“What rhesus macaques and humans may have in common is that many of their psychological and behavioral dispositions have been shaped by intense competition between individuals and groups during the evolutionary history of these species” Maestripieri said. Rhesus groups can function like armies, and this may explain why these monkeys have been so successful in the competition with other primates.

Pressure to find Machiavellian solutions to social problems may also have led to the evolution of larger human brains.

“Our Machiavellian intelligence is not something we can be proud of, but it may be the secret of our success. If it contributed to the evolution of our large brains and complex cognitive skills, it also contributed to the evolution of our ability to engage in noble spiritual and intellectual activities, including our love and compassion for other people”, Maestripieri said.

William Harms | EurekAlert!
Further information:
http://www.uchicago.edu

Further reports about: Alpha Evolution Intelligence Machiavellian Maestripieri POWeR Rhesus attack dominant macaque rhesus macaque

More articles from Life Sciences:

nachricht Toward a 'smart' patch that automatically delivers insulin when needed
18.01.2017 | American Chemical Society

nachricht 127 at one blow...
18.01.2017 | Stiftung Zoologisches Forschungsmuseum Alexander Koenig, Leibniz-Institut für Biodiversität der Tiere

All articles from Life Sciences >>>

The most recent press releases about innovation >>>

Die letzten 5 Focus-News des innovations-reports im Überblick:

Im Focus: How gut bacteria can make us ill

HZI researchers decipher infection mechanisms of Yersinia and immune responses of the host

Yersiniae cause severe intestinal infections. Studies using Yersinia pseudotuberculosis as a model organism aim to elucidate the infection mechanisms of these...

Im Focus: Interfacial Superconductivity: Magnetic and superconducting order revealed simultaneously

Researchers from the University of Hamburg in Germany, in collaboration with colleagues from the University of Aarhus in Denmark, have synthesized a new superconducting material by growing a few layers of an antiferromagnetic transition-metal chalcogenide on a bismuth-based topological insulator, both being non-superconducting materials.

While superconductivity and magnetism are generally believed to be mutually exclusive, surprisingly, in this new material, superconducting correlations...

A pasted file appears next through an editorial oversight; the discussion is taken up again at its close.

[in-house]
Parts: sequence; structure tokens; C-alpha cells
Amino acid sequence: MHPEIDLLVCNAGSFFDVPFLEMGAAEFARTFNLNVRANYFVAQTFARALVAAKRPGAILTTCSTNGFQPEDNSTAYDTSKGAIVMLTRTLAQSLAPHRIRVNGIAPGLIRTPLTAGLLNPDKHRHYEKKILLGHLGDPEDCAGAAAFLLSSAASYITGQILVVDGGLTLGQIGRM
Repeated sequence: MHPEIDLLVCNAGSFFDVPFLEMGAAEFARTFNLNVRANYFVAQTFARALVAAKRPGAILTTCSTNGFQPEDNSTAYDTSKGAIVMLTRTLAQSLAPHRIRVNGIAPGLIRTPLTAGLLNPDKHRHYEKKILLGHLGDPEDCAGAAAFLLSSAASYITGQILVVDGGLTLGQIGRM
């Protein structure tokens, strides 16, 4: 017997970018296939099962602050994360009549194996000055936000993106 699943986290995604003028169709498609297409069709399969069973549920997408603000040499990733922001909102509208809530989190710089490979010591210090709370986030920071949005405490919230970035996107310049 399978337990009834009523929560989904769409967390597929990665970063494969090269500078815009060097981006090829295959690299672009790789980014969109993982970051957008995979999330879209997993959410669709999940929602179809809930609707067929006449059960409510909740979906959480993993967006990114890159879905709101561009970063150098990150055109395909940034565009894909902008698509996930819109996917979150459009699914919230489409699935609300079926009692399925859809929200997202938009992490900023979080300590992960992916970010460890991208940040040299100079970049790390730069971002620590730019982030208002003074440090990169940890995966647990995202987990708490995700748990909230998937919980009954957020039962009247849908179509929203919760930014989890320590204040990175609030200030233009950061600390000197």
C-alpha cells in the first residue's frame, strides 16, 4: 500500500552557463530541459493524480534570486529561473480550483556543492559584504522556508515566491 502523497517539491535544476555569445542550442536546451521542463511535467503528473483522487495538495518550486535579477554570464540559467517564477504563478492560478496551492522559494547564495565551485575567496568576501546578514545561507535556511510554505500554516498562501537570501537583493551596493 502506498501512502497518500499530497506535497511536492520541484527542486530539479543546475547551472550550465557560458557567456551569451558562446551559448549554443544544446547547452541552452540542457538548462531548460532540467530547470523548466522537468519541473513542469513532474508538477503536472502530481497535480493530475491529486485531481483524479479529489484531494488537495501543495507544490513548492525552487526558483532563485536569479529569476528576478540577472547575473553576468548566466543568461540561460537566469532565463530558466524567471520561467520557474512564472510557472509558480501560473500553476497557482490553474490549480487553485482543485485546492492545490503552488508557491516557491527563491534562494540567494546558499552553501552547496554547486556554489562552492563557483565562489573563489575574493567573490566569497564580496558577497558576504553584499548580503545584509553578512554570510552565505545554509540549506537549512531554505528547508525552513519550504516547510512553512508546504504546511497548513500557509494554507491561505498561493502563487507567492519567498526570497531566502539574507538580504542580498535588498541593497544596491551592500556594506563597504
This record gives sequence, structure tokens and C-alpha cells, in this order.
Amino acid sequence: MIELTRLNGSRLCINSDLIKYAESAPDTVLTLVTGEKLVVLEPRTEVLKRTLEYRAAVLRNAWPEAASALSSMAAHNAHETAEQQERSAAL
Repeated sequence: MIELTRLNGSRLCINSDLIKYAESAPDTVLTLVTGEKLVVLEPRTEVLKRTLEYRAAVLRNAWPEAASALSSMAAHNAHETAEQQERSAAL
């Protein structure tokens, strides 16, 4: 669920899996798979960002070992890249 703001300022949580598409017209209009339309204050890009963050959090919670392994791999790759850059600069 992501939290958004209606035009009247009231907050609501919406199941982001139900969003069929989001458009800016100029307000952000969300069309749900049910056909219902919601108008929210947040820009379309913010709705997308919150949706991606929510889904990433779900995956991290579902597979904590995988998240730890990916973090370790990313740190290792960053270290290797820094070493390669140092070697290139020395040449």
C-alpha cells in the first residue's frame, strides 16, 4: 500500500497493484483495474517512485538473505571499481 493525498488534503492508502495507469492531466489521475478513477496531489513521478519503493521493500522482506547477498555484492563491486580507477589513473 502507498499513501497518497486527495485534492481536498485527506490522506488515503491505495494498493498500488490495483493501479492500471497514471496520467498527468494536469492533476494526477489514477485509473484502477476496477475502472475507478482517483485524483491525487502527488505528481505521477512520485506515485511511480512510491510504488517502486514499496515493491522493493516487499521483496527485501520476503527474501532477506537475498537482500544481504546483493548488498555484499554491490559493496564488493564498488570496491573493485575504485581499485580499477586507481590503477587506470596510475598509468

Im Focus: Studying fundamental particles in materials

Laser-driving of semimetals allows creating novel quasiparticle states within condensed matter systems and switching between different states on ultrafast time scales

Studying properties of fundamental particles in condensed matter systems is a promising approach to quantum field theory. Quasiparticles offer the opportunity...

Im Focus: Designing Architecture with Solar Building Envelopes

Among the general public, solar thermal energy is currently associated with dark blue, rectangular collectors on building roofs. Technologies are needed for aesthetically high quality architecture which offer the architect more room for manoeuvre when it comes to low- and plus-energy buildings. With the “ArKol” project, researchers at Fraunhofer ISE together with partners are currently developing two façade collectors for solar thermal energy generation, which permit a high degree of design flexibility: a strip collector for opaque façade sections and a solar thermal blind for transparent sections. The current state of the two developments will be presented at the BAU 2017 trade fair.

As part of the “ArKol – development of architecturally highly integrated façade collectors with heat pipes” project, Fraunhofer ISE together with its partners...

Im Focus: How to inflate a hardened concrete shell with a weight of 80 t

At TU Wien, an alternative for resource intensive formwork for the construction of concrete domes was developed. It is now used in a test dome for the Austrian Federal Railways Infrastructure (ÖBB Infrastruktur).

Concrete shells are efficient structures, but not very resource efficient. The formwork for the construction of concrete domes alone requires a high amount of...

All Focus news of the innovation-report >>>

Anzeige

Anzeige

Event News

12V, 48V, high-voltage – trends in E/E automotive architecture

10.01.2017 | Event News

2nd Conference on Non-Textual Information on 10 and 11 May 2017 in Hannover

09.01.2017 | Event News

Nothing will happen without batteries making it happen!

05.01.2017 | Event News

 
Latest News

A big nano boost for solar cells

18.01.2017 | Power and Electrical Engineering

Glass's off-kilter harmonies

18.01.2017 | Materials Sciences

Toward a 'smart' patch that automatically delivers insulin when needed

18.01.2017 | Life Sciences

VideoLinks
B2B-VideoLinks
More VideoLinks >>>